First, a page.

3. Aya AGM, Mangin R, Vialles N, Ferrer JM, et al: Patients with severe preeclampsia experience Less hypotension during spinal anesthesia for elective cesarean delivery than healthy parturients. A prospective cohort comparison. Anesthesia & Analgesia 97: 867-872,2003.
  4. Ben-David B, Solomon E, Levin H, Goldik Z, Admoni H: Intrathecal fentanyl with small - dose dilute bupivacaine gives better anesthesia without prolonging recovery. Anesth Analg 85:560-5,1997.
  5. Ben-david B, Frankel R, Arzumonov T, et al: Minidose-Bupivacaine fentanyl spinal anesthesia for surgical repair of hip fracture in the aged. Anesthesiology 92: 6-10,2000.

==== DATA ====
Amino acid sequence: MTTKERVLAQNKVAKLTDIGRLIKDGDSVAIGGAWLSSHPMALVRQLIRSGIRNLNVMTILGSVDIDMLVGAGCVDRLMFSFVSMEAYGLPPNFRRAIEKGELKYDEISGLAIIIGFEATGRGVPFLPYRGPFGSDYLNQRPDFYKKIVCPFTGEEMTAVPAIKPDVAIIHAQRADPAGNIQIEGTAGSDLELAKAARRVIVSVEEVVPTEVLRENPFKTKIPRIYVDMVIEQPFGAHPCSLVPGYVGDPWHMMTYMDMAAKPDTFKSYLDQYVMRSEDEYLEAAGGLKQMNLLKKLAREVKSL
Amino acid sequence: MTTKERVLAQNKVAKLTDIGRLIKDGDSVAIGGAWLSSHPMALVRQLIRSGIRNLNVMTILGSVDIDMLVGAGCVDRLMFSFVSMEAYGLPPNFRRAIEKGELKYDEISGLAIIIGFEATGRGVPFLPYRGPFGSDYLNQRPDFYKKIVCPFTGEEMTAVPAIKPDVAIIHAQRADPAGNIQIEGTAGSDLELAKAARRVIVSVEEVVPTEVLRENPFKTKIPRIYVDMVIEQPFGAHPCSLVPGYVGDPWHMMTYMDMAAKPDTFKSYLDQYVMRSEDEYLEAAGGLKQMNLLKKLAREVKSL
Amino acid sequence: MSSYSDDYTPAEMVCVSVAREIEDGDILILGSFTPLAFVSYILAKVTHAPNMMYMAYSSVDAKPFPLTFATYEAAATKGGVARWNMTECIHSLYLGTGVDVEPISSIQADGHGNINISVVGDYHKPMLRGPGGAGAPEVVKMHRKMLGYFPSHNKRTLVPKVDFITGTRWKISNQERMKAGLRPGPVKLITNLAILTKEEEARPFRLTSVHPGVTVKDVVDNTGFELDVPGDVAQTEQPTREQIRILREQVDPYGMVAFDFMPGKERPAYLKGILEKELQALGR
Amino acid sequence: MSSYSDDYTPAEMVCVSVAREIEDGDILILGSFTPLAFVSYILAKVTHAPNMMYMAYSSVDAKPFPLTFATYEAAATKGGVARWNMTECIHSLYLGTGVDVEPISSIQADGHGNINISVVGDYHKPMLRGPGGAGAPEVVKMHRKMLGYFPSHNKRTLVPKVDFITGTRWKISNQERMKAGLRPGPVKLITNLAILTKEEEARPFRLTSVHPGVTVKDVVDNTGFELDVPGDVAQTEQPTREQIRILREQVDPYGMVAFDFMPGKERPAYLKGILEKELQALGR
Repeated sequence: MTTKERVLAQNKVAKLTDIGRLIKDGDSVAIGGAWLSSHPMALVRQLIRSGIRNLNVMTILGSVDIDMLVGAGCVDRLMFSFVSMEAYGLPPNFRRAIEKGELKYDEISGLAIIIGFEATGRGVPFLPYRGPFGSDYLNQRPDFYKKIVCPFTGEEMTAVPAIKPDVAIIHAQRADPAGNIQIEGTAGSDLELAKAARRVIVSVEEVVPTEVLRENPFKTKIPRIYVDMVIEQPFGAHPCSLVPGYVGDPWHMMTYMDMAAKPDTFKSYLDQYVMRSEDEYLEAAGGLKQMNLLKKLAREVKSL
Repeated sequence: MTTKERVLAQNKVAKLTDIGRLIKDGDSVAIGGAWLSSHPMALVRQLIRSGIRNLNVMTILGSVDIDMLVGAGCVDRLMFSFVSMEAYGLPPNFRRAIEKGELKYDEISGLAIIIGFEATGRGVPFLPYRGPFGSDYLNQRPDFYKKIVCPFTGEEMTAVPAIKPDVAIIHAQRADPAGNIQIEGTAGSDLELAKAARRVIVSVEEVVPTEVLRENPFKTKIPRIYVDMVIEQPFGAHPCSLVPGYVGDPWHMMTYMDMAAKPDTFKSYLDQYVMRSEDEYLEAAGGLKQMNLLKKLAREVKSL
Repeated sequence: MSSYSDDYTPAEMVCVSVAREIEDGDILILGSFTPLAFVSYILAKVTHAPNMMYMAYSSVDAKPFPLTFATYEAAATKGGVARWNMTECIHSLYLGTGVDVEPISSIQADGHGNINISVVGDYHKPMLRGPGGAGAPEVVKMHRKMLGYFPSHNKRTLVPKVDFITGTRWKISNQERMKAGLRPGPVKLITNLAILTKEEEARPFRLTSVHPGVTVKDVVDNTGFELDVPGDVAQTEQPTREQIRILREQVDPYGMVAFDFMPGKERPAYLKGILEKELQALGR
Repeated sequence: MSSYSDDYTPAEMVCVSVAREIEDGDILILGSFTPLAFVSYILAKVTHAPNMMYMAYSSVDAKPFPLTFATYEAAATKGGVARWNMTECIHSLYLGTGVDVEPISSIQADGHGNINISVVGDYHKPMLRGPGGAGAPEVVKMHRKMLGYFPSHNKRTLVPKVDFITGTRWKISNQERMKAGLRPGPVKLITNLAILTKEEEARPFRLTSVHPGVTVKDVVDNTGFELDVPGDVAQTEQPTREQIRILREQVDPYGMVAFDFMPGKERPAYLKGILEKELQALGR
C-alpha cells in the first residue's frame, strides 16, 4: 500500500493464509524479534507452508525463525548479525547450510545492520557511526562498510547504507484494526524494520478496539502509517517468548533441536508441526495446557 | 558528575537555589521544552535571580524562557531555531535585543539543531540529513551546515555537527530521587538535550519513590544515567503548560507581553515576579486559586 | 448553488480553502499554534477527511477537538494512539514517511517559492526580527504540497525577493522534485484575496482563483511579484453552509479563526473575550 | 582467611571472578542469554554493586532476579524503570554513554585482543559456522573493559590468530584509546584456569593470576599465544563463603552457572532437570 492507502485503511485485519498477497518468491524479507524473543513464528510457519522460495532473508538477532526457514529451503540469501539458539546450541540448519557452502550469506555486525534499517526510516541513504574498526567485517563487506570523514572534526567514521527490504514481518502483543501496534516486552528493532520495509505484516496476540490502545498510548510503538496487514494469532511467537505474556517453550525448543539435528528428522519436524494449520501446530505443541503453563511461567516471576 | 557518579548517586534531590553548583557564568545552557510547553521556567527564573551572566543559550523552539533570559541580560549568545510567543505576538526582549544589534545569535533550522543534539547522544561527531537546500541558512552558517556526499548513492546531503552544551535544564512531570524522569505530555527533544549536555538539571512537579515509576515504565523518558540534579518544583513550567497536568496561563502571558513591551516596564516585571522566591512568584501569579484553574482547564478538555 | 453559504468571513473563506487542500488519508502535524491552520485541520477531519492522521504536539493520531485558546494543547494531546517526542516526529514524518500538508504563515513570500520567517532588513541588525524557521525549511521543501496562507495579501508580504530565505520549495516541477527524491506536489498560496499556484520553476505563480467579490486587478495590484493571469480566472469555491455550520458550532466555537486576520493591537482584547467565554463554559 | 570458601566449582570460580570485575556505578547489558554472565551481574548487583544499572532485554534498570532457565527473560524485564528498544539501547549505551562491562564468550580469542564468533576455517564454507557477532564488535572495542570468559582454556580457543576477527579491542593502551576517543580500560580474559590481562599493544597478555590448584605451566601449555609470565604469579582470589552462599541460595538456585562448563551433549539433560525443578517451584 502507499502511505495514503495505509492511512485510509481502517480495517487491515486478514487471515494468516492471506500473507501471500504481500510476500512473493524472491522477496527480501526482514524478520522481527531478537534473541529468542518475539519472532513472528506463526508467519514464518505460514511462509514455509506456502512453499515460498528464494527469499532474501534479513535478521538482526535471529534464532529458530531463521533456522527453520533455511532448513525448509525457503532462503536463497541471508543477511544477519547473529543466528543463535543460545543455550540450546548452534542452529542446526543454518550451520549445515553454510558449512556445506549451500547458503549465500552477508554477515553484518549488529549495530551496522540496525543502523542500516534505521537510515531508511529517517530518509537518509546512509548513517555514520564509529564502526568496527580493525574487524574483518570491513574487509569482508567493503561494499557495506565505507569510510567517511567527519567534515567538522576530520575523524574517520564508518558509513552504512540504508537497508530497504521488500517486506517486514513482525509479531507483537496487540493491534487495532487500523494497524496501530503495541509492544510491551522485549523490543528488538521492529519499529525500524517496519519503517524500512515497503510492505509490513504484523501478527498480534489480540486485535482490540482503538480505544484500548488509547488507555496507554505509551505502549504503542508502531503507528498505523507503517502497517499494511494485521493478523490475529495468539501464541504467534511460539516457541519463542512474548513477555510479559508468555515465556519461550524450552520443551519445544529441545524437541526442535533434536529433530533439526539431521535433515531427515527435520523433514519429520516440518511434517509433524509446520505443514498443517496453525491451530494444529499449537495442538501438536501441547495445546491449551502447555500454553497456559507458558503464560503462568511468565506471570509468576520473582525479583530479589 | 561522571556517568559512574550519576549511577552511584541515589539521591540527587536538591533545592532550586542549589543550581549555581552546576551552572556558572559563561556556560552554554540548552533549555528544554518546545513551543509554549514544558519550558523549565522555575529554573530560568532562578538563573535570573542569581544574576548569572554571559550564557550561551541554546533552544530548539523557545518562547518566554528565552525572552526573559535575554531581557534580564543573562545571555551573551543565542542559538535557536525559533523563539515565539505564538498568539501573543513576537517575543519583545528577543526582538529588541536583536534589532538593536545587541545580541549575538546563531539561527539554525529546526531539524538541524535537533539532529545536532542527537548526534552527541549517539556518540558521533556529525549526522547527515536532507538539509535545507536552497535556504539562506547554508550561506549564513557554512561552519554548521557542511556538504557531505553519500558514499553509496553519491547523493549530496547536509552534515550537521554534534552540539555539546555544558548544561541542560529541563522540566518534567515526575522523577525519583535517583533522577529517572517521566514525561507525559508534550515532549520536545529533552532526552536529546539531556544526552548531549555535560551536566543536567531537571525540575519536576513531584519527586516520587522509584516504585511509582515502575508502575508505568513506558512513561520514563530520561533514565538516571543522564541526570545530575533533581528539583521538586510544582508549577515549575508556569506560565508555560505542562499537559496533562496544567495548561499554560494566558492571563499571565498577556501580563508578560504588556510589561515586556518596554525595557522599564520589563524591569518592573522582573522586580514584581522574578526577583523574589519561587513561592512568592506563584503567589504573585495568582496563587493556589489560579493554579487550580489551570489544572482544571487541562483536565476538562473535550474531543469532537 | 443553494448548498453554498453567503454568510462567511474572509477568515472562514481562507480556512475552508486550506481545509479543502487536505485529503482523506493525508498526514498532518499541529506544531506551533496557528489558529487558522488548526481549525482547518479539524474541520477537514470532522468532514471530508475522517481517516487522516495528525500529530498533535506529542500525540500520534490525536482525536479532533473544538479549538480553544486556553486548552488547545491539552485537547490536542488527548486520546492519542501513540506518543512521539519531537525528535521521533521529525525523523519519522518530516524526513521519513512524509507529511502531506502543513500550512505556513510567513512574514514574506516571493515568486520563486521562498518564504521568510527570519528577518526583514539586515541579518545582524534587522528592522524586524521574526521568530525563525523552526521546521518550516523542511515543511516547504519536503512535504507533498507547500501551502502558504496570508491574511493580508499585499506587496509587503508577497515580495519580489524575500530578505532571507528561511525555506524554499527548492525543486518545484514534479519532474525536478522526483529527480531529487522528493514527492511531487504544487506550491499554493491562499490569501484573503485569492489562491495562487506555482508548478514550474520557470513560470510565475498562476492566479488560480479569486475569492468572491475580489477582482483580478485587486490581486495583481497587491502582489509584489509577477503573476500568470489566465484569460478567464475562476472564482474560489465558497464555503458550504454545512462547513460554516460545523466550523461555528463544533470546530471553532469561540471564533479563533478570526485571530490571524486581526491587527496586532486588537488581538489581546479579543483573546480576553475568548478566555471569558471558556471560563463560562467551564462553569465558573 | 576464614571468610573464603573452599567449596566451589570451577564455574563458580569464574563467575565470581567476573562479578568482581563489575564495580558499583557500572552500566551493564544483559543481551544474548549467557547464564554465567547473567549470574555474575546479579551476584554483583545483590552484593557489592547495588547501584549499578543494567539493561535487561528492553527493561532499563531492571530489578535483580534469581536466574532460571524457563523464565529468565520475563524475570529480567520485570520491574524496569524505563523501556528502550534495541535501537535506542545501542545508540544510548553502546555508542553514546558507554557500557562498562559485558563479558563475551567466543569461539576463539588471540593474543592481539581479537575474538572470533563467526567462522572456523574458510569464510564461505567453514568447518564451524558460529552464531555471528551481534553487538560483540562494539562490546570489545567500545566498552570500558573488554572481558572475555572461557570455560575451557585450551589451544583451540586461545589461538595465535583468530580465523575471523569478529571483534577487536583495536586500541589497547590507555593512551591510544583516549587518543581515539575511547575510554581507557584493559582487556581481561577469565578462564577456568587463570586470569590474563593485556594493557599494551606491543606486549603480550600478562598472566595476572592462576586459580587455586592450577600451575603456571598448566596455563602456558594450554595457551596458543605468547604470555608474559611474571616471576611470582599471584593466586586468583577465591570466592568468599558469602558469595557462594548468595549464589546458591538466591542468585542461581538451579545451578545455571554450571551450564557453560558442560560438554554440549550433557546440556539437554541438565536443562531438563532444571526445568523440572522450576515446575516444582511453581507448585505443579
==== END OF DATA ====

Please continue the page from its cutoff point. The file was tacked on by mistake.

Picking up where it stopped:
6. Critchley LA, Conway F: Hypotension during subarachnoid anesthesia: Hemodynamic analysis of three treatments. Br J Anesth 75: 151-5,1994.
  7. Pouto A, Karinen J, Vuolteenaho O, Laatikainen T, Pre-eclampsia: the effect of intravenous fluid preload on atrial natriuretic peptide secretion during cesarean section under spinal anesthesia. Acta Anaesthesiol Scand 40: 1203-9,1996.
  8. Varcauteren MP, Coppejans HC, Hoffmann VL, et al: Small-dose hyperbaric versus plain bupivacaine during spinal anesthesia for cesarean section. Anesth Analg 86: 989-93,1998.

Copyright 2006 -Medical Journal of the Islamic Republic of Iran